Extension of the Code Division Multiple Access/Adaptive Interference Cancellation protocol through analysis and simulation
MetadataShow full metadata
RFID tags find their application in many areas such as inventory tracking, shipment tracking, vehicle tracking and identification, and animal tracking and identification. Passive RFID tags have been used in most of the applications as they are extremely cost-efficient, and they have a longer lifespan. Previous researchers have developed a CDMA based Adaptive Interference cancellation protocol to increase energy efficiency and reduce multipath effects. In Adaptive Interference Cancellation, we would read the strongest tag and remove its effect and then read the next strongest, remove its effects and so on. In analyzing the protocol, researchers have used a Rayleigh distribution to establish the relative amplitudes for each of the tags to simulate the effects of multipath and shadowing for each tag. The Rayleigh distribution, which models received signal strength with no line-of-sight component, is the worst case for many applications but is not the worst case for assessing the performance of the protocol.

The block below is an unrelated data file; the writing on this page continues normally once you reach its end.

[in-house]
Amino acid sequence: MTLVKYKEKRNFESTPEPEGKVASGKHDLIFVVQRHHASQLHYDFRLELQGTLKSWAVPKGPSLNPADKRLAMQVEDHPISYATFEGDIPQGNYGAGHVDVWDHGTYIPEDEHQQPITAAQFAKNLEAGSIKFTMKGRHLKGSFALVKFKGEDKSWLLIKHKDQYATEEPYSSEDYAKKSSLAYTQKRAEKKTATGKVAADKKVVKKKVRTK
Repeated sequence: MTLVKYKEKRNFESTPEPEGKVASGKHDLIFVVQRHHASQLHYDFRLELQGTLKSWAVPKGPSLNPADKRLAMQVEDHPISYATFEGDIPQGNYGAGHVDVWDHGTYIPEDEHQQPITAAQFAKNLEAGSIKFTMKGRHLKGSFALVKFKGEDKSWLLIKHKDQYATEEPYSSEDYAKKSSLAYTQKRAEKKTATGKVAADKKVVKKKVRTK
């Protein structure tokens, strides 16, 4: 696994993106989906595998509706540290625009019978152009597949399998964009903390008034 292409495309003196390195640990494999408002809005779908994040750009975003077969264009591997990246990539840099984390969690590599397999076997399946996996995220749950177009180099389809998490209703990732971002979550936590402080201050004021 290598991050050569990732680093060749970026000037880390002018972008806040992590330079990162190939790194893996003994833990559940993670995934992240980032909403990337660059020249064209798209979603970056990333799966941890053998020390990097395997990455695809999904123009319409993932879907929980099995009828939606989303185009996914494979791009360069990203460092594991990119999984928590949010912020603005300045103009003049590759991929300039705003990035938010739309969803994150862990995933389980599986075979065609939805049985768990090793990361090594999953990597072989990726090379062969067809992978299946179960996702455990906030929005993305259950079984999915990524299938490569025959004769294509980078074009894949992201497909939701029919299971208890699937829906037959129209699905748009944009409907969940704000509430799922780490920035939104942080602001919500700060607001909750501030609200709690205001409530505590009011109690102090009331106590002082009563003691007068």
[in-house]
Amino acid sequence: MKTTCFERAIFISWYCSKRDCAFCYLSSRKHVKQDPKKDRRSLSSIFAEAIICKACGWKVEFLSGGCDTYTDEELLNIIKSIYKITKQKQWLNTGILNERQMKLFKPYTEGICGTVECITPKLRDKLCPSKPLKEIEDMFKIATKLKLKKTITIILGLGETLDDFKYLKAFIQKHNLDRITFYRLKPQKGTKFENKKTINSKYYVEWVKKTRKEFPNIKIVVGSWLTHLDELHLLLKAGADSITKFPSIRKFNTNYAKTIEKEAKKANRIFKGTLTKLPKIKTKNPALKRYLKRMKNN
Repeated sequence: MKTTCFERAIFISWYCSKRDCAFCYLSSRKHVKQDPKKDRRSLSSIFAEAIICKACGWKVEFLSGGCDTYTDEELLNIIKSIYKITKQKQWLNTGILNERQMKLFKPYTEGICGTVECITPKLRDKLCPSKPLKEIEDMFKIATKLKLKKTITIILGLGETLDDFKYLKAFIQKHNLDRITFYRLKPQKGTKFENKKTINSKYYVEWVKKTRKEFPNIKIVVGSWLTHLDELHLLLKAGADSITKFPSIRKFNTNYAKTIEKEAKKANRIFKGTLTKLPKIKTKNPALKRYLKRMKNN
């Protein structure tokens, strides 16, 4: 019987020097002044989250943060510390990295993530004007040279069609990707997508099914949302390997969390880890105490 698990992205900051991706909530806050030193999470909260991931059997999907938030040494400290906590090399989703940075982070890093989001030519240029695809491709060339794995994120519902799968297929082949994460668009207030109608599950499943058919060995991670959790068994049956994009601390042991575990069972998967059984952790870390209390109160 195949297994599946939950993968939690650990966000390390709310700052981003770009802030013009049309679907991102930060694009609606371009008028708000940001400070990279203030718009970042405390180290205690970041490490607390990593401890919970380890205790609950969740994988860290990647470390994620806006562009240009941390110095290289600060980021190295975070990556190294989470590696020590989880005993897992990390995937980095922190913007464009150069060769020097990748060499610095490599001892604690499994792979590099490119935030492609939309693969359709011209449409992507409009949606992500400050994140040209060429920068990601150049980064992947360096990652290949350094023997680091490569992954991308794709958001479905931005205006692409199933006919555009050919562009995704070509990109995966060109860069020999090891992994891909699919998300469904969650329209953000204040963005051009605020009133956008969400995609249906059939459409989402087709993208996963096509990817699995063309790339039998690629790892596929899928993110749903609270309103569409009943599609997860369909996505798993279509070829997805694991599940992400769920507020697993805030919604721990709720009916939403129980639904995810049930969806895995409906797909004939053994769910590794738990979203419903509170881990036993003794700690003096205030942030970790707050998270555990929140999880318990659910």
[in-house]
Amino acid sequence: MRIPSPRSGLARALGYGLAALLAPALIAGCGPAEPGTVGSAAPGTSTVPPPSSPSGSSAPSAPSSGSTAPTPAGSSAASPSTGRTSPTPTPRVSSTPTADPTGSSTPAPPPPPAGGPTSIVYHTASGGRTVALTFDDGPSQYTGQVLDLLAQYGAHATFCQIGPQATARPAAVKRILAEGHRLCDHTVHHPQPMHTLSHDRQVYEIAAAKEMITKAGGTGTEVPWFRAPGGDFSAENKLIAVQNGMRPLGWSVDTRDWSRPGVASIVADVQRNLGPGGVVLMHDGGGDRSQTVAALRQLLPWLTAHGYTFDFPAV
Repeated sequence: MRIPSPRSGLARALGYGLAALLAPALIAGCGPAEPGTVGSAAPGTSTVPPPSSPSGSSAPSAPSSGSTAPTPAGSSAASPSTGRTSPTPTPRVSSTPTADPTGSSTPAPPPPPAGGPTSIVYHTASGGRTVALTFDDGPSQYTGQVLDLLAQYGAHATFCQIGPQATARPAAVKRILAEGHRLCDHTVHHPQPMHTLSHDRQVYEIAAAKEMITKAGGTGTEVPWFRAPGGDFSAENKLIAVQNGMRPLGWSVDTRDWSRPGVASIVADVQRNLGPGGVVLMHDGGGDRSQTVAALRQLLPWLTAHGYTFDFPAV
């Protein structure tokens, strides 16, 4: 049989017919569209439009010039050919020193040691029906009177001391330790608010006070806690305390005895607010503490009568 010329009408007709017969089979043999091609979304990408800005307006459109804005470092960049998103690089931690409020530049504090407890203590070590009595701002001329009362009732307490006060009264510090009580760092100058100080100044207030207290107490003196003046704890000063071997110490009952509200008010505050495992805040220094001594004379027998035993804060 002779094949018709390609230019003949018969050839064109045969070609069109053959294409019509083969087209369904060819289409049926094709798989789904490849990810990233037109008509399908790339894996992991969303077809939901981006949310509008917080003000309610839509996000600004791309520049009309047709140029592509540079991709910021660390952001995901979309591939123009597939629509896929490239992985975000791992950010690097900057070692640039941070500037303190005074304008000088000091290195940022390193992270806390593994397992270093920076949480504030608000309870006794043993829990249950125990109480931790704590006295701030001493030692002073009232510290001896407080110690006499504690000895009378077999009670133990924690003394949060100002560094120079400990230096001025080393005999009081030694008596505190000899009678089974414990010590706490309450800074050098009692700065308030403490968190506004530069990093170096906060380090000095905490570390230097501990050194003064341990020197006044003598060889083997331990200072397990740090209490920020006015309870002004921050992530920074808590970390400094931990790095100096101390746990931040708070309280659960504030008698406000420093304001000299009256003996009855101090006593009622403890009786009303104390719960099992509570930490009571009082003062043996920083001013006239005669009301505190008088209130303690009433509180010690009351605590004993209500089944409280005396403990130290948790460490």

This research aims to extend the Adaptive Interference Cancellation algorithm to a broader group of applications. We evaluate the CDMA based Adaptive Interference Cancellation Protocol with different types of distributions such as Rician fading and Lognormal distributions. Rician fading technique has less fluctuations and a series of Rice factors due to reflections and Line of Sight which may reduce the performance of the AIC method. We also aim to use standard lognormal distributions to represent extremely strong Line of Sight.